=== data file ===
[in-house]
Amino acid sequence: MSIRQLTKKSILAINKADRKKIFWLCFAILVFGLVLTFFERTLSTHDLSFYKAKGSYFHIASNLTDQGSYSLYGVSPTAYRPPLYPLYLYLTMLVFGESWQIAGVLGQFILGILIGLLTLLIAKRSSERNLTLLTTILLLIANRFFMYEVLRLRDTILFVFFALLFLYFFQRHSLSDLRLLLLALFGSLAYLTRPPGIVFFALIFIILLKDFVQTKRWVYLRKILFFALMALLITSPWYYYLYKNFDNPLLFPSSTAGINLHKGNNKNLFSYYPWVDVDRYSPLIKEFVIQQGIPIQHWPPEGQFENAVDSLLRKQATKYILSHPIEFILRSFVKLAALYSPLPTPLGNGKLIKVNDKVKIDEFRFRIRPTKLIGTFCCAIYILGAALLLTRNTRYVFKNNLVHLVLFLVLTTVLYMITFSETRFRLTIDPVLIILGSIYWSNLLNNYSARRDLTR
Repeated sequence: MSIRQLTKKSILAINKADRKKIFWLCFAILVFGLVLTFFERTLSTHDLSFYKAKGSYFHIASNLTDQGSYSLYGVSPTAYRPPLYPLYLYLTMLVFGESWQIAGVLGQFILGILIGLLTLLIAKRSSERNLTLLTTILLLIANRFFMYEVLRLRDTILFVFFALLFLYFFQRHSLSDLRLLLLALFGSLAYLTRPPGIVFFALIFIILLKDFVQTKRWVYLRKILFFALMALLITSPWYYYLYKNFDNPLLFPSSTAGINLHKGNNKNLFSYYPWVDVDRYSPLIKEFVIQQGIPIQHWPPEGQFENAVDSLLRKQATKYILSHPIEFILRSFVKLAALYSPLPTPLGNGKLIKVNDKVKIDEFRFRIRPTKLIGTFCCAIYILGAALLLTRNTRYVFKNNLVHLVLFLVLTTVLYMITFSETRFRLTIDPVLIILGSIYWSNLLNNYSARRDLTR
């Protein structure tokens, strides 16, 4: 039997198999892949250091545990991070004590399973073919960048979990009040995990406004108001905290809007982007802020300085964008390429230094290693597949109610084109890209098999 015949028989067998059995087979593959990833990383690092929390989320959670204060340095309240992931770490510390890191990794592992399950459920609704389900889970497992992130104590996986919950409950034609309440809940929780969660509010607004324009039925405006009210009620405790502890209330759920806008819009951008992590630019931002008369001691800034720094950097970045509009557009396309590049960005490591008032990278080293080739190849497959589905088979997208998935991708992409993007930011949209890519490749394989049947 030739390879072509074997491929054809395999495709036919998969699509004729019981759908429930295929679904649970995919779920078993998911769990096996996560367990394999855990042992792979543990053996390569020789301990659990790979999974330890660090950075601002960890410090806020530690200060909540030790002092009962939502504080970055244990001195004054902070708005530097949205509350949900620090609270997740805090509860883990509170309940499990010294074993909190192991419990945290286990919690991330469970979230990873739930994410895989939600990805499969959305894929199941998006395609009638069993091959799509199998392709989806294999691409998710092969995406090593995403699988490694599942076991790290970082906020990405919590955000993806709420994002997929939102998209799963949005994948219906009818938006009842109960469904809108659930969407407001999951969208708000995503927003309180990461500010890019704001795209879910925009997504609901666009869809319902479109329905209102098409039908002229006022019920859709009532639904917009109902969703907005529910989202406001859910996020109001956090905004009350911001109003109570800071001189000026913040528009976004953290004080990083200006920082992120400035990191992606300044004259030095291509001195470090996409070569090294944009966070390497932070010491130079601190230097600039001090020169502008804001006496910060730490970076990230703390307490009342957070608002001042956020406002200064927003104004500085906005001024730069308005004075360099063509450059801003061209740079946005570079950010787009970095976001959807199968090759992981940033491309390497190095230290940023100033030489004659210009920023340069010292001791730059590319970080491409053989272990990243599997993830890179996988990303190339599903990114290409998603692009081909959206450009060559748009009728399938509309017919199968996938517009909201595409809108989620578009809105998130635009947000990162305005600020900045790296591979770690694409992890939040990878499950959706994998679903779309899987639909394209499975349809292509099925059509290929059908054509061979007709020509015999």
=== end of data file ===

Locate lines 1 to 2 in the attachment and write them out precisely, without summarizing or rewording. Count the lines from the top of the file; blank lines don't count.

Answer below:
[in-house]
Amino acid sequence: MSIRQLTKKSILAINKADRKKIFWLCFAILVFGLVLTFFERTLSTHDLSFYKAKGSYFHIASNLTDQGSYSLYGVSPTAYRPPLYPLYLYLTMLVFGESWQIAGVLGQFILGILIGLLTLLIAKRSSERNLTLLTTILLLIANRFFMYEVLRLRDTILFVFFALLFLYFFQRHSLSDLRLLLLALFGSLAYLTRPPGIVFFALIFIILLKDFVQTKRWVYLRKILFFALMALLITSPWYYYLYKNFDNPLLFPSSTAGINLHKGNNKNLFSYYPWVDVDRYSPLIKEFVIQQGIPIQHWPPEGQFENAVDSLLRKQATKYILSHPIEFILRSFVKLAALYSPLPTPLGNGKLIKVNDKVKIDEFRFRIRPTKLIGTFCCAIYILGAALLLTRNTRYVFKNNLVHLVLFLVLTTVLYMITFSETRFRLTIDPVLIILGSIYWSNLLNNYSARRDLTR